Differing Perspectives on the Winnipeg General Strike

In this activity, students will analyze multiple accounts of the Winnipeg General Strike, noting important similarities and differences in the points of view they represent.

Created by Canada’s History

April 1, 2019

This activity is based on the article “Winnipeg on Strike” in the Canada at Work issue of Kayak: Canada’s History for Kids.

Students will analyze multiple accounts of the Winnipeg General Strike, noting important similarities and differences in the points of view they represent. They will use photographs and newspaper articles to determine who was responsible for the violence on Bloody Saturday. Through this activity, they will be confronted with the question, “what happens when primary sources disagree with one another?”

In this activity, students will use primary source evidence to analyze cause and consequence and to consider historical perspectives. To learn more about the six historical concepts, check out the Historical Thinking Project or consider attending the Historical Thinking Summer Institute.

Background:

The Winnipeg General Strike, held from May 15 to June 25, 1919, was the biggest general strike in Canadian history. It was also one of the most influential strikes, creating a platform for future labour demonstrations.

As explained in Kayak, “The strike may not have been seen as a clear success at the time, but it brought change that shapes Canada to this day. Canadian workers and those who had come from Britain stood beside those from other countries who had often been looked down on.

Strikes took place all over the country in support of the Winnipeg workers, bringing their ideas and demands more respect. When the men who had been arrested went on trial, most were convicted, their fates decided by juries who had been chosen ahead of time to ensure they were not sympathetic to the strikers.

But the convictions backfired when several of the men were voted into office in provincial, federal and city elections, even while some were still in jail. Many leaders of the strike helped from the Co-operative Commonwealth Federation, which eventually became the New Democratic Part of today.”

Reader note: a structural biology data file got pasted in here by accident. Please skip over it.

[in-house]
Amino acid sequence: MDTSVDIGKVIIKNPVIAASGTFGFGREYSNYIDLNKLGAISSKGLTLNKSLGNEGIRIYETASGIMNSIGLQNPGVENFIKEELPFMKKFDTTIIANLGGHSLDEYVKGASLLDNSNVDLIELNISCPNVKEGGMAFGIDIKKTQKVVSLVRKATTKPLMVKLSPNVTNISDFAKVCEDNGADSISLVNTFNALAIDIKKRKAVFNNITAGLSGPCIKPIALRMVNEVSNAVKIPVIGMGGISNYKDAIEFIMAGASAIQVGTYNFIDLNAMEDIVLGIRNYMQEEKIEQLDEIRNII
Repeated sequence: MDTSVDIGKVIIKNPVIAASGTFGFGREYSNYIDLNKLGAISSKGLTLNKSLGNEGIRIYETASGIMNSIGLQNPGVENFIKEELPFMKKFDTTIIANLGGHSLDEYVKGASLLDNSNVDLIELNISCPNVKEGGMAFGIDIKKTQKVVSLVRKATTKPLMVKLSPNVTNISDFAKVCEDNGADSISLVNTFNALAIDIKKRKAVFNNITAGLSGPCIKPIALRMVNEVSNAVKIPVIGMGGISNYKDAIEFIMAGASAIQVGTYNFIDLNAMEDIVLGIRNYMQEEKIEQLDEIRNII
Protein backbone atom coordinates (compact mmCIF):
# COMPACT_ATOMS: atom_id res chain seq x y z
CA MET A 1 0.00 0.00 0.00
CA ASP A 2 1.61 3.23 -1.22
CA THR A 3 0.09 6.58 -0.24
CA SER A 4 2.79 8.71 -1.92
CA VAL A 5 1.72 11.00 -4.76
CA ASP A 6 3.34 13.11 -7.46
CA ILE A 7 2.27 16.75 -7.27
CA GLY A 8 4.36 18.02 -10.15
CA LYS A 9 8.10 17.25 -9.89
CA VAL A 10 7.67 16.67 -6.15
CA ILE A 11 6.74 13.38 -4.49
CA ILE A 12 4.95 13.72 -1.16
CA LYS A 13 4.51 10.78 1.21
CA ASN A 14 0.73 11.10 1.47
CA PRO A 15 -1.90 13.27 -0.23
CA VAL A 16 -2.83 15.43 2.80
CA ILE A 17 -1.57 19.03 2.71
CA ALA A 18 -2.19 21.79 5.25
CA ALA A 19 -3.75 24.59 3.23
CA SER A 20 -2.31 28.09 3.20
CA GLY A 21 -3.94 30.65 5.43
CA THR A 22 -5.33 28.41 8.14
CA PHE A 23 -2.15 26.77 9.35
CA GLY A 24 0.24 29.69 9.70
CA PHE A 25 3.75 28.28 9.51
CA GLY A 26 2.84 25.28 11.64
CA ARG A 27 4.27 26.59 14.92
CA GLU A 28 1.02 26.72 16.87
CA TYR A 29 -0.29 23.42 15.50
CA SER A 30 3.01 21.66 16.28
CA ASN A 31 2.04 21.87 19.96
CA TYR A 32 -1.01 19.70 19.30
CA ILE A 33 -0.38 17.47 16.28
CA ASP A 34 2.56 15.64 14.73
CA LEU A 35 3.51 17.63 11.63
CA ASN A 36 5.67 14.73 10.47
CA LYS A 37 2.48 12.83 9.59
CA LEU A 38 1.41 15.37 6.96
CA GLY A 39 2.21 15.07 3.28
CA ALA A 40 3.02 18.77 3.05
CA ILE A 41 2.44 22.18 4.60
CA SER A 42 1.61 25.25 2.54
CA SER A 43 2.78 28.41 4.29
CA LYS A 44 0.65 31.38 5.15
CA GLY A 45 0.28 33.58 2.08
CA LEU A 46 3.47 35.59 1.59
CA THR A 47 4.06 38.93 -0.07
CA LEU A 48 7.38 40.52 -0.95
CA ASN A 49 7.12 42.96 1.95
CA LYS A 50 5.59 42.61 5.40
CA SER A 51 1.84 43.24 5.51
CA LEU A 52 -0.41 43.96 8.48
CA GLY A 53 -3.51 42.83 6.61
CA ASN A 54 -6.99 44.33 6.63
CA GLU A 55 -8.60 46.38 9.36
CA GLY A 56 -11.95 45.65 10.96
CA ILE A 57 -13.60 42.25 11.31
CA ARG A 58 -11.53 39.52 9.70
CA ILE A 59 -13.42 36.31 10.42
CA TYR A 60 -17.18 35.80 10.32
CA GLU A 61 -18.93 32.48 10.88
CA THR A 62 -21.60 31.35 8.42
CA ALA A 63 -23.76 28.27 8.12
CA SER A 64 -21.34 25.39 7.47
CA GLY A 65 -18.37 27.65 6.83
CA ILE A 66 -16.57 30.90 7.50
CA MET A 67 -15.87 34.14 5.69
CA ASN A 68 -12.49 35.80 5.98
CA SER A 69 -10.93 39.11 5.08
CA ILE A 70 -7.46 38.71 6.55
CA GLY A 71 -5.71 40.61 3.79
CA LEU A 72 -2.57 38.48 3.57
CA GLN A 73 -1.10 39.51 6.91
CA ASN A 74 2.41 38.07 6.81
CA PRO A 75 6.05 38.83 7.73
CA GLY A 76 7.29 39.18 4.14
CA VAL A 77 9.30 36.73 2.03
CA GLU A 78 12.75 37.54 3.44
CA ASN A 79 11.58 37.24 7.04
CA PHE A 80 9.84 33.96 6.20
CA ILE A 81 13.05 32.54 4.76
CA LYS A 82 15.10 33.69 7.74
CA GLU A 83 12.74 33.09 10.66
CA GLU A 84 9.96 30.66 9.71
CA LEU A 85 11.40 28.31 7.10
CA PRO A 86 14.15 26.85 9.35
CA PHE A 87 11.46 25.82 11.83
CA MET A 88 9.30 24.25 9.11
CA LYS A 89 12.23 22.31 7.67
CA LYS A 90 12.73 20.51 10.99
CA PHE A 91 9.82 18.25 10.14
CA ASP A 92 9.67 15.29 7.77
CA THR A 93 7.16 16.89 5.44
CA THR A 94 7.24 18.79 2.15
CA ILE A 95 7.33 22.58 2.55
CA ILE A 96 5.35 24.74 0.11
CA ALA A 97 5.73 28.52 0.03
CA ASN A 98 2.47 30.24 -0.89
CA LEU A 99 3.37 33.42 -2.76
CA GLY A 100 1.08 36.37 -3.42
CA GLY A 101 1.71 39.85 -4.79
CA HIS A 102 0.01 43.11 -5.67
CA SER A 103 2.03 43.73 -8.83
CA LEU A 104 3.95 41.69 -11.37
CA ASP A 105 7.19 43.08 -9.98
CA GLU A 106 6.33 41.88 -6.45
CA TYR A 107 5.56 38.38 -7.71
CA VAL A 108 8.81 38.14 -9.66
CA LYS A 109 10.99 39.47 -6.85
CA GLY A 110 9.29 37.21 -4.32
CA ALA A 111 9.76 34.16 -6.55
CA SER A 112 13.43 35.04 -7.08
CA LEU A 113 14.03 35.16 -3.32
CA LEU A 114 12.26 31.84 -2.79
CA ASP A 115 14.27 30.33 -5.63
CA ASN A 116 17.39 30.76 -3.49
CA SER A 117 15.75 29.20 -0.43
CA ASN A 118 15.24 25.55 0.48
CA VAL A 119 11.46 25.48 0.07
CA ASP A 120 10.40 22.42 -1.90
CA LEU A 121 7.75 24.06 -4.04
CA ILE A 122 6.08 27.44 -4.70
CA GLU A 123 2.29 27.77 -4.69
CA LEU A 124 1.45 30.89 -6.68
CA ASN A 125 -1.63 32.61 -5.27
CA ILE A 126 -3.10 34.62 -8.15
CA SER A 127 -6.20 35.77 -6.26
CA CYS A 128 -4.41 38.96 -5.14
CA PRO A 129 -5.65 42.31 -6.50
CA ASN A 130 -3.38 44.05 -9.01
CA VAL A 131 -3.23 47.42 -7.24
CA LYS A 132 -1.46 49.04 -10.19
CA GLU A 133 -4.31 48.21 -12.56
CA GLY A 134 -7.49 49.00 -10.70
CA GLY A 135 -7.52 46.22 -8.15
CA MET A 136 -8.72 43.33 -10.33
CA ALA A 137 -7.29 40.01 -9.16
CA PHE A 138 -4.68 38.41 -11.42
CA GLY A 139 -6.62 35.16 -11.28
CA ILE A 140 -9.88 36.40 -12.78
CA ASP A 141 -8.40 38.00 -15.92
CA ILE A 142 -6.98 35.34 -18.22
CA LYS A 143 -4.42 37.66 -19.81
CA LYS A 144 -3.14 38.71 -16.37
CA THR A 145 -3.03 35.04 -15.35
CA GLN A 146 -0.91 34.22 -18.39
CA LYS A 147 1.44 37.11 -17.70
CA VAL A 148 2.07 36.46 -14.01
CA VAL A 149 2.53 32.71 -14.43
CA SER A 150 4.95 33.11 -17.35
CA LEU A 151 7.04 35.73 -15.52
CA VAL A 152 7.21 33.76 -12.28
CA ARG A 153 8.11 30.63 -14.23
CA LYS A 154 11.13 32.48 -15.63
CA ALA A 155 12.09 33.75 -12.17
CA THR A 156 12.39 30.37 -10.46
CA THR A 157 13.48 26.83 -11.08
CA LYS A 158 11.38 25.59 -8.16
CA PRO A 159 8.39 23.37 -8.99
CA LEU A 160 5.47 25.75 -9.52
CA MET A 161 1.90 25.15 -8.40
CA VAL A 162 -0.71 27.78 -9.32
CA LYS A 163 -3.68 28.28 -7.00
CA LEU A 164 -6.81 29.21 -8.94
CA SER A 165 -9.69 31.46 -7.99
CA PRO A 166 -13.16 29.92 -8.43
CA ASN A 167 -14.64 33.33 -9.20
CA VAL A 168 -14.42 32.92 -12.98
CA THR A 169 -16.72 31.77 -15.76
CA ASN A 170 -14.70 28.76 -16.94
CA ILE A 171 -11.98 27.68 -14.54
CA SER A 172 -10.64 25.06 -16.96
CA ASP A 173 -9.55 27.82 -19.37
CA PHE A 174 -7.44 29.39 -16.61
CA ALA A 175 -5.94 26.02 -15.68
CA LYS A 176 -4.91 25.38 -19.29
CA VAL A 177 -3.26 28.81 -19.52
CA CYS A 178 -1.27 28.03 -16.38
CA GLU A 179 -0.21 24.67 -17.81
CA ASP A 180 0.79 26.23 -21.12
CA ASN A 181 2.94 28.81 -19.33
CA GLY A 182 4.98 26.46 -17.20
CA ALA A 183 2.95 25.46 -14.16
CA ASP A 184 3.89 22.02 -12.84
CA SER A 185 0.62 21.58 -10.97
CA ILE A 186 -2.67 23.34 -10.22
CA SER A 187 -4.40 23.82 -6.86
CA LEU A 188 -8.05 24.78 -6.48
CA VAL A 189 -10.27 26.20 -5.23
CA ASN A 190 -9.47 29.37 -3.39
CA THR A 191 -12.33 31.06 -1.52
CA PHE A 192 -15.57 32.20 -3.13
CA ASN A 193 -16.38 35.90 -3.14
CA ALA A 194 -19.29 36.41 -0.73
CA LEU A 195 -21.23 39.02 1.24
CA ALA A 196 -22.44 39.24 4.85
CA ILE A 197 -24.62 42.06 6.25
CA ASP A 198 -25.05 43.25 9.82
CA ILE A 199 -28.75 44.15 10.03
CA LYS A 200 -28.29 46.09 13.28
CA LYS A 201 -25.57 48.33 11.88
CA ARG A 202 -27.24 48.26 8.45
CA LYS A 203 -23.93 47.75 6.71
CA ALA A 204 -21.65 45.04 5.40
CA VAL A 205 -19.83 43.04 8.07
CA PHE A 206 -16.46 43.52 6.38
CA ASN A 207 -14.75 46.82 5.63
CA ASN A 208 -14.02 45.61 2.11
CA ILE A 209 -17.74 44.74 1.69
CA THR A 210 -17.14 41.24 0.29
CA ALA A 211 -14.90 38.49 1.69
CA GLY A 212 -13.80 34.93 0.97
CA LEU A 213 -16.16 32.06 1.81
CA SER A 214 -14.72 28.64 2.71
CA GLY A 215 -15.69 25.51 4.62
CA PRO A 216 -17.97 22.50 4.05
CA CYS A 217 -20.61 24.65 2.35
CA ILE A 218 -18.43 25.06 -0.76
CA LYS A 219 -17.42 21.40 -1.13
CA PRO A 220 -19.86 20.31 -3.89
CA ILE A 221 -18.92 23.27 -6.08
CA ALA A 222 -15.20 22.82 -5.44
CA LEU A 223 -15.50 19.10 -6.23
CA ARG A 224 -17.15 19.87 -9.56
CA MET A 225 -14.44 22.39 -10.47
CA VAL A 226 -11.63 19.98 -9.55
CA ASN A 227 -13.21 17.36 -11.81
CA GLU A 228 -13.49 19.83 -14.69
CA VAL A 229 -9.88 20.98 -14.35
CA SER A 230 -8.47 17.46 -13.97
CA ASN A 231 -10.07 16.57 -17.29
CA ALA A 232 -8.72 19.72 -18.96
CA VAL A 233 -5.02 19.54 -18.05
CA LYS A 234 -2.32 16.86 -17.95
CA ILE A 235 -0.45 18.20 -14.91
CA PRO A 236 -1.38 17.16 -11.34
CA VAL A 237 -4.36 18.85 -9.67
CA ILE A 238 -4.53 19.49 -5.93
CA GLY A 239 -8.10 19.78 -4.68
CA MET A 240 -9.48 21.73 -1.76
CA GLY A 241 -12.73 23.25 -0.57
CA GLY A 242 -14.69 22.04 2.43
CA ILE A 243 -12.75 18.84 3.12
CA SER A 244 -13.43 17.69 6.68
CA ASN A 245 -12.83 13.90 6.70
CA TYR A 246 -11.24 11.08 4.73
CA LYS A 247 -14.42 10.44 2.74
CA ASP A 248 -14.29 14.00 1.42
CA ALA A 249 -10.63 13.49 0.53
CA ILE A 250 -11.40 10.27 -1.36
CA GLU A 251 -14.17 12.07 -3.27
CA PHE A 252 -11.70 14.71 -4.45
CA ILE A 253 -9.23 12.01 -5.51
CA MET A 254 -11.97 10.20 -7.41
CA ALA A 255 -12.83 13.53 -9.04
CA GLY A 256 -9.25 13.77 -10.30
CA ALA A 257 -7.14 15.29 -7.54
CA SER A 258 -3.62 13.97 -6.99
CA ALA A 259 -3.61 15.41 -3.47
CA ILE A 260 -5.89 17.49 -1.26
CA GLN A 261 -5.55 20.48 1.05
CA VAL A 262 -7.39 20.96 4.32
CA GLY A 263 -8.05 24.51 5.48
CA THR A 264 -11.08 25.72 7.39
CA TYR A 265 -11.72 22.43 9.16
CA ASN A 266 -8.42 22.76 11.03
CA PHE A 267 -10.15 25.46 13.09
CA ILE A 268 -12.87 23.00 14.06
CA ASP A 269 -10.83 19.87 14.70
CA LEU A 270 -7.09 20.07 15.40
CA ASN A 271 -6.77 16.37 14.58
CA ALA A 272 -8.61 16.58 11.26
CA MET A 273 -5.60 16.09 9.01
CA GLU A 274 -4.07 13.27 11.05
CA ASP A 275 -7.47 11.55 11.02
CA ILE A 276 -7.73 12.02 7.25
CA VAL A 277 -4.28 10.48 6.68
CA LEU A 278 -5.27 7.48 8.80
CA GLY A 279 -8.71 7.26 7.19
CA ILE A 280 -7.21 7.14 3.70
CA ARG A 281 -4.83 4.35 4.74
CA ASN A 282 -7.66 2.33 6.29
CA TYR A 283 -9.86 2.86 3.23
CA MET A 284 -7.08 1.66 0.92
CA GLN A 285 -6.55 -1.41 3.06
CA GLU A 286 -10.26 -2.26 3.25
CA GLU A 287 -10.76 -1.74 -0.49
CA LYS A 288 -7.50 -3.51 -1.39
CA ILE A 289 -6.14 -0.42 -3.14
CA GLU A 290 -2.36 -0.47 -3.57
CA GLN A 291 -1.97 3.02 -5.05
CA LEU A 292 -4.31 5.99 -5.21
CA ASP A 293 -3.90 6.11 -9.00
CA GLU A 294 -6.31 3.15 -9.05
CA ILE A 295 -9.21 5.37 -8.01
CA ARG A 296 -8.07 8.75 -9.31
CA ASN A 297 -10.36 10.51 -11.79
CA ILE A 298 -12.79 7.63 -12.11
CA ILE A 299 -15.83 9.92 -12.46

Activity

1. In preparation for the activity, students should be familiar with the following key terms:

  • Bloody Saturday
  • Bolshevism
  • Bolshevist
  • Collective bargaining
  • Labor
  • Labor unrest
  • Returned men
  • Socialism
  • Strike
  • Unions
  • Veteran

2. As a class, read the Kayak article to provide contextual information on the Winnipeg General Strike.

3. Primary Source Analysis

Divide your students into small groups to analyze the primary sources. Randomly assign each group three of the five documents, ensuring there is a mix between images and newspaper articles. Working together, students will assess the documents using the Evaluating Historical Sources chart to try and answer the question, “who was responsible for the violence on Bloody Saturday?”

4. Group Discussion

Bring your class together for a group discussion. Begin by asking your students to answer the inquiry question, “Who was responsible for the violence on Bloody Saturday?”

Use their answers to delve into some of the following questions:

  • What happened according to each source?  How are their accounts similar? How are they different?
  • Why are they similar or different?
  • How reliable are these accounts?
  • What would you have thought if you only looked at one of these documents?
  • How could we find more information to decide which interpretation to accept?
  • Do we have enough evidence to reach a conclusion? If not, identify what other kinds of sources you need to be more certain of your answer.
  • Who’s perspective is missing in these documents?

5. Assessment

Have students fill out the What Happened on Bloody Saturday worksheet.

Students fill out the T-Chart to compare the different versions of what happened on Bloody Saturday. In the left column, they note the key details according to those who supported the strike. In the right column, they write down the key details according to those who opposed the strike.

Ask students to write a paragraph in their own words that describe what happened on Bloody Saturday. Remind them to support their ideas with evidence from the primary sources.

Skip social share links

Related to Classroom Resources